Shane Watt, director of sweet potatoes for Wada Farms Marketing Group in Idaho Falls, ID, and Mac Johnson, president and chief executive officer of Category Partners LLC, a retail-service marketing arm owned by Wada Farms, are working together to help retailers understand the strong sweet potato trends and to assist them in expanding their lines to take advantage of the great opportunities that the product offers today.
“We capture a lot of information and data on consumer insights and category performance,” said Mr. Johnson. “Shane and I talk with retailers and try to convince them to devote more time and space to their sweet potato category.”
Dollar sales on sweet potatoes, Mr. Johnson said, are up by 2.4 percent, and unit sales are up per pound, and that’s no longer relegated to holiday sales.
“The holidays are still key, but sweet potatoes have started to gain year-round acceptance,” he said. “This is encouraging to not only producers, but certainly for retailers. We’re asking retailers to devote space to the item on a year-round basis.”
Increasingly more retailers are offering bags of sweet potatoes in addition to the bulk displays that they’ve offered for years. The majority of the mesh bags that Wada Farms packs carry the “Dole” label.
“We pack four- to nine-ounce size potatoes in the mesh bag,” Mr. Watt added. “But we will also accommodate special requests. Some retailers are asking for 10- to 16-ounce sizes.
“We’ve been bagging sweet potatoes under the ‘Dole’ label since 2008,” he continued. “And we have promoted them along with our russet potato program. One retailer promoted both Idaho russets and sweet potatoes in the same bin and had great success. There’s no limit to the ways they can be promoted.”
Getting retailers to carry more than one sweet potato variety is also the goal of Mr. Johnson and Mr. Watt.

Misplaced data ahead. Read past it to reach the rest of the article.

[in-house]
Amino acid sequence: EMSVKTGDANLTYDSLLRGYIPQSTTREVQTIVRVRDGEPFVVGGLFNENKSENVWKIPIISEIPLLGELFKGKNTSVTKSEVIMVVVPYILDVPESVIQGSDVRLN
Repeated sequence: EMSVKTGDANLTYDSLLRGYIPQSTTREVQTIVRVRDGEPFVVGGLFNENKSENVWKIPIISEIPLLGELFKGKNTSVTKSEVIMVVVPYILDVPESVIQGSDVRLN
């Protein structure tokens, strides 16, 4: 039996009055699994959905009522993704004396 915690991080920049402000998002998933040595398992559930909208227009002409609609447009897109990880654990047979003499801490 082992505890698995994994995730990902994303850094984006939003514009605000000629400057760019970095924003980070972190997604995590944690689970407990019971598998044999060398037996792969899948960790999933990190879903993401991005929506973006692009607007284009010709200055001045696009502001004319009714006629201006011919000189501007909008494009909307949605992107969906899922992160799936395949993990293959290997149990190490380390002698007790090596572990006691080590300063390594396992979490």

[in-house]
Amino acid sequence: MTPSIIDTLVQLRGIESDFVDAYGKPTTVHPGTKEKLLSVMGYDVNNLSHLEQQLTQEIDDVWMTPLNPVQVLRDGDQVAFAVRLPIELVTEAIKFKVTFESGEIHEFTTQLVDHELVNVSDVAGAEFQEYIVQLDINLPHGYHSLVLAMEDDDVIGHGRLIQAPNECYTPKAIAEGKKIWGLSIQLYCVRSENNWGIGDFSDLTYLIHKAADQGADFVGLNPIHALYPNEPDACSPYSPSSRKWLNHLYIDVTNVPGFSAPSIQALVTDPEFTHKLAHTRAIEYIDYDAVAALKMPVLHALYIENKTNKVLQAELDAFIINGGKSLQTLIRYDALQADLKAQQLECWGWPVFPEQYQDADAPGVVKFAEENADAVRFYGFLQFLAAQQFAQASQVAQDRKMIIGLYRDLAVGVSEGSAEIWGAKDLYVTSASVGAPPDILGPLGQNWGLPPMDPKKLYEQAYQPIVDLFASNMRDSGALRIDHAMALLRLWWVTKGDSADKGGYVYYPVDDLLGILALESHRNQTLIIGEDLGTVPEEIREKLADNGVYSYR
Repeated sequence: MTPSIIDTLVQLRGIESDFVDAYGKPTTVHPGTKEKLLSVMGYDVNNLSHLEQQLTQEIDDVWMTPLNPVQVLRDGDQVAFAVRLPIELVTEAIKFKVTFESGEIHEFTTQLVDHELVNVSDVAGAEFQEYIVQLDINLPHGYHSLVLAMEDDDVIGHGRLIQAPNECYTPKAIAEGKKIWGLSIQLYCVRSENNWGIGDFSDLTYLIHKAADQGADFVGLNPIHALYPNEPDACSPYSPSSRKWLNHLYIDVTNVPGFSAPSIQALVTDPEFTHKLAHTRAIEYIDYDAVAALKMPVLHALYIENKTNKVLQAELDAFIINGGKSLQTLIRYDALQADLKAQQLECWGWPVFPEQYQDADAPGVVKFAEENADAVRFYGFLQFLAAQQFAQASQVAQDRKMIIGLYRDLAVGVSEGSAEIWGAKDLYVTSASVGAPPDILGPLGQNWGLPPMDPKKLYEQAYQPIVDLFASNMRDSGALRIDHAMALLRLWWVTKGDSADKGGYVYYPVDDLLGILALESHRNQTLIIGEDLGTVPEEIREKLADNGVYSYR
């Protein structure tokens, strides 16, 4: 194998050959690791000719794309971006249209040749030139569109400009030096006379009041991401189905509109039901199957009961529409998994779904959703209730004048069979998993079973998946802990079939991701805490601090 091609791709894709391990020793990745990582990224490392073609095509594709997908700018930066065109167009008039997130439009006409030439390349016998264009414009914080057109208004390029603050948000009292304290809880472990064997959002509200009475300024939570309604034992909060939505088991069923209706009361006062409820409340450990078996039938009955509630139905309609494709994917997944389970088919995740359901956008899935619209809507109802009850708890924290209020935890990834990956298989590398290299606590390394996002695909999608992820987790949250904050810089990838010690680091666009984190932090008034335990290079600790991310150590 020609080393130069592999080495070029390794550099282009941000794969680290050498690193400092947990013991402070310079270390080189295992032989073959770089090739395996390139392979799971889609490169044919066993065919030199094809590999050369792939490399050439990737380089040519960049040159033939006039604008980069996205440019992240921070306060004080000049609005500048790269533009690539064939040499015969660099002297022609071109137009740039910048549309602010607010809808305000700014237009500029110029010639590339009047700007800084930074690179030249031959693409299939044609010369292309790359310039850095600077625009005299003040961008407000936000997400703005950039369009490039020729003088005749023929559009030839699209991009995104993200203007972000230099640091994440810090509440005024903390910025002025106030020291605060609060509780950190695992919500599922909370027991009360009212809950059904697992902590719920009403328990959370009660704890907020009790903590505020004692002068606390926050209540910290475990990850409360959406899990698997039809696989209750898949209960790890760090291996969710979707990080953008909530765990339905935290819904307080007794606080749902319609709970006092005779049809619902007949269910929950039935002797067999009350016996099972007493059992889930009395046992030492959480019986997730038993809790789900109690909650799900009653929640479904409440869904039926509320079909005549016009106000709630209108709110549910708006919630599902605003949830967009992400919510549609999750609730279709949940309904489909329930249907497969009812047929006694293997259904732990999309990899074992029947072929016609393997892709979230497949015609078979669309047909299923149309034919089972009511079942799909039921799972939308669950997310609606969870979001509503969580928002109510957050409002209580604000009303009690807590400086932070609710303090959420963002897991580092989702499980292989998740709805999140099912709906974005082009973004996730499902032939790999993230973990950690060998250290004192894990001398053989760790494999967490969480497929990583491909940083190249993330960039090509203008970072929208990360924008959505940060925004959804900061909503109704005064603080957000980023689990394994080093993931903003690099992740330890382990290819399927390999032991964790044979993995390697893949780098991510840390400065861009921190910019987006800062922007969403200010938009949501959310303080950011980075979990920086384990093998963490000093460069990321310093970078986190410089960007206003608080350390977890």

“We’ve explained to retailers that they can increase their sales by carrying two or more varieties,” said Mr. Johnson. “Our point-of-sale materials describe the varieties and how to use them. If retailers give the category good space next to other potatoes, consumers are drawn to the different colors.”
“Cooking and food networks and media venues are giving unique sweet potato varieties a lot more press today,” said Mr. Watt. “The top sellers are the Beauregard, Covington, Red Diane and Garnets. The O’Henry and the Japanese purple skin and flesh varieties are also gaining in popularity. There’s a lot retailers can do with this outstanding mix of sweet potatoes to draw attention to them.”
Together, the two men have gained additional retail interest, and they said that dollar and unit sizes are growing. They bring the information to retailers at trade shows and by meeting with them at their stores.
Wada Farms and Category Partners will be on hand at the Produce Marketing Association Fresh Summit in Atlanta in October at booth number 527.
Mr. Watt said that all crops are looking very good this year based on everything the company is hearing from its growing partners in Arkansas, North Carolina, Mississippi, Louisiana and California.
“There has been very little loss caused by excessive rains this year,” he said. “Some areas had some drought conditions, but overall it’s looking like a great crop in quality, and yields are about average. We’re looking forward to a great year with sweet potatoes.”